May 1, 2015 | Atlanta, GA
A multidisciplinary research team from Georgia Tech has been awarded $549,924 (including an extension) over four years to study ways in which steel production in China can be made more sustainable. The grant is being awarded by the National Science Foundation (NSF). It is matched with a research grant from the National Natural Science Foundation of China (NSFC) to a group of Chinese investigators from the Chinese Academy of Sciences and China’s Northeastern University. The project, entitled “U.S.-China: Systems-Based Approaches for Sustainable Steel Manufacturing,” is led on the U.S. side by Georgia Tech Professors Bert Bras, John Crittenden, and Marc Weissburg. The Chinese team is led by Dr. Hongbin Cao, Dr. Xin Xiao, and Dr. Jiuju Cai. This study has the potential to contribute significantly to improvements in the Chinese steel industry, where, given its size, improvements can have far ranging benefits - domestically and internationally.
The multidisciplinary US-China team will focus on developing innovative systems-based solutions for increasing the environmental sustainability of the Chinese steel industry. China is by far the largest producer of crude steel, producing more than half of the global supply. Such enormous production levels are driven by both domestic and foreign demand. Steel production has significant environmental impacts, accounting for 6.7% of the total world CO2 emissions, and considerable use of, and toxic discharge to fresh water sources. In comparison, due to efficiency measures undertaken in the past 3 decades, U.S. metal production is two thirds less energy intensive compared to that of Chinese industries. The team will have cutting-edge access to the Chinese steel industry as well as eco-industrial parks, in which China is leading the world. The team expects that many unique insights will be gained.
Focusing on the steel industry will provide immediate benefit to China’s Eco-Industrial Parks (EIPs) and industries associated with steel production. This project can help develop methods and approaches useful in many applications in both the U.S. and China. The team will capitalize on the unique opportunity for collaboration between two different countries with different cultures, as well as different steel manufacturing technologies.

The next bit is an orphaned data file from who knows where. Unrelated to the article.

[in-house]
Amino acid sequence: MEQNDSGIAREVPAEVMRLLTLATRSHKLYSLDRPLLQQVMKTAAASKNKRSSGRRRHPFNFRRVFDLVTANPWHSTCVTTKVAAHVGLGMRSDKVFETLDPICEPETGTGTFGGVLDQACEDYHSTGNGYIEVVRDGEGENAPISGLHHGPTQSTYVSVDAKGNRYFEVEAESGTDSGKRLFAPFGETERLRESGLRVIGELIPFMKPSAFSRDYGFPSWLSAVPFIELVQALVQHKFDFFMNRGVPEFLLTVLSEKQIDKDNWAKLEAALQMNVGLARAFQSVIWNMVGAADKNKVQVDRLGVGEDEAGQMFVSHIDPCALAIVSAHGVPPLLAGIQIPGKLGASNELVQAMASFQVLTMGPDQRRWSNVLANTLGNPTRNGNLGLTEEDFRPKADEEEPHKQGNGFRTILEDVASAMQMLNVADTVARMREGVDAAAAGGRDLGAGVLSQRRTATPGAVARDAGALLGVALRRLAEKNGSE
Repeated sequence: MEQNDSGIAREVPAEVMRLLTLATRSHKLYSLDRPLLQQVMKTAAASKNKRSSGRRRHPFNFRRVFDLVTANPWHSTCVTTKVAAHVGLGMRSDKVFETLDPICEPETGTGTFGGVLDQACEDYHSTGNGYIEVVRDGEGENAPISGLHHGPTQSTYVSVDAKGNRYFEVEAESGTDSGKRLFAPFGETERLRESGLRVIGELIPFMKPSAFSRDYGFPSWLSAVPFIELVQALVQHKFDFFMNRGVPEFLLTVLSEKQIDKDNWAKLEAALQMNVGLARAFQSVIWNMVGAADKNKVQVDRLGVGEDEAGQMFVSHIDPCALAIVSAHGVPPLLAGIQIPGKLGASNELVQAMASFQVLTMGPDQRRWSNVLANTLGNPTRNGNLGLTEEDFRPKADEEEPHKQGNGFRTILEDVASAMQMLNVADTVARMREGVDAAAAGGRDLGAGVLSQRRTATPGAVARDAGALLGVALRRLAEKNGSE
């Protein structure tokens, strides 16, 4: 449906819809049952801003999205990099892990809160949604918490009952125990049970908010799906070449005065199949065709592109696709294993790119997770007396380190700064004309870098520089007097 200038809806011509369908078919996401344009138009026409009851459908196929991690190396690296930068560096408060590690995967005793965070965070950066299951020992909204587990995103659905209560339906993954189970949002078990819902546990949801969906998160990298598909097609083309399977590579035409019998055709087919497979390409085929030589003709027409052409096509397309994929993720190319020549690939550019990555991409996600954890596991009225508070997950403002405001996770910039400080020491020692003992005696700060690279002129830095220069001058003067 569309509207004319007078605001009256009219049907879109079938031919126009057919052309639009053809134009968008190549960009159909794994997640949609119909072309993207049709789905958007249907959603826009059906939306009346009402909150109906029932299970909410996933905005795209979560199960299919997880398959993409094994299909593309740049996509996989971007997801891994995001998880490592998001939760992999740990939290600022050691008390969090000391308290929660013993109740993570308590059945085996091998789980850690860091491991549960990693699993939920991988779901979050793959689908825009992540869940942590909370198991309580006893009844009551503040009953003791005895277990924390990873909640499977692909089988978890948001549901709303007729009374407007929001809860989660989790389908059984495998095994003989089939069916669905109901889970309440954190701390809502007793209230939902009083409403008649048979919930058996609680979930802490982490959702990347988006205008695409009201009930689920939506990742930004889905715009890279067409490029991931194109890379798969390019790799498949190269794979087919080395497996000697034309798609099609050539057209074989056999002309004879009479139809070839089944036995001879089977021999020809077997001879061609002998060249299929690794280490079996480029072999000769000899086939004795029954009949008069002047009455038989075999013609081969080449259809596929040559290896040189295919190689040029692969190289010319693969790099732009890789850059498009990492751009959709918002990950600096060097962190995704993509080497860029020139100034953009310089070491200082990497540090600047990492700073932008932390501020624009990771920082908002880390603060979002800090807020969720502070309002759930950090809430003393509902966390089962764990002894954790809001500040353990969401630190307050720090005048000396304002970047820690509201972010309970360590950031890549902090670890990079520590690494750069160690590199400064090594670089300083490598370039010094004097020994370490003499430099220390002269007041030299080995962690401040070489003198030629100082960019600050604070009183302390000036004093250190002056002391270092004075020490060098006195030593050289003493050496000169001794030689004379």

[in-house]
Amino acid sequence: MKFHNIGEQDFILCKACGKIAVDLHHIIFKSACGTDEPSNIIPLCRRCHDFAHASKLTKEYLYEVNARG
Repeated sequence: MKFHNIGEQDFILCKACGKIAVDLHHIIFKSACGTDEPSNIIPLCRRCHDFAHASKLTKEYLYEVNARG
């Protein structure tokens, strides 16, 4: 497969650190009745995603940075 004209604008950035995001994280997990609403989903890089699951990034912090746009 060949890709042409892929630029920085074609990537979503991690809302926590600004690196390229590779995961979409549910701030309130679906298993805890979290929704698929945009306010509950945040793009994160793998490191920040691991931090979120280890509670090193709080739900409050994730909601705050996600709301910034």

The Brook Byers Institute for Sustainable Systems is Georgia Tech's umbrella organization to promote comprehensive and innovative systems-based approaches to address the challenges and opportunities inherent in achieving a sustainable and prosperous future. The BBISS enhances Georgia Tech’s research, education, and service missions, and campus operations through leadership, communications, development, and decision making inspired and defined by the principles of sustainability. Programs and projects initiated or supported by the BBISS lie at the intersections of these themes.
The Chinese Academy of Sciences (CAS) is the national academy for the natural sciences of the People's Republic of China. It is headquartered in Beijing, with branch institutes all over mainland China.
Northeastern University (NEU) is a public university founded in 1923 in the city of Shenyang, Liaoning Province, China.
From Georgia Tech:
Bert Bras – Professor, George W. Woodruff School of Mechanical Engineering, Director, Sustainable Design and Manufacturing Program, Brook Byers Professor.
John Crittenden - Professor, School of Civil and Environmental Engineering, Director, Brook Byers Institute for Sustainable Systems, Hightower Chair, Georgia Research Alliance Eminent Scholar in Sustainable Systems, member of the U.S. and Chinese National Academies of Engineering.
Marc Weissburg – Professor, School of Biology, Co-Director, Center for Biologically Inspired Design.
Hongbin Cao – Professor, Institute of Process Engineering, Chinese Academy of Sciences.
Xin Xiao – Professor, Institute of Process Engineering, Chinese Academy of Sciences.
Jiuju Cai – Professor, State Environmental Protection Key Laboratory of Eco-Industry, Institute of Thermal and Environmental Engineering, Northeastern University.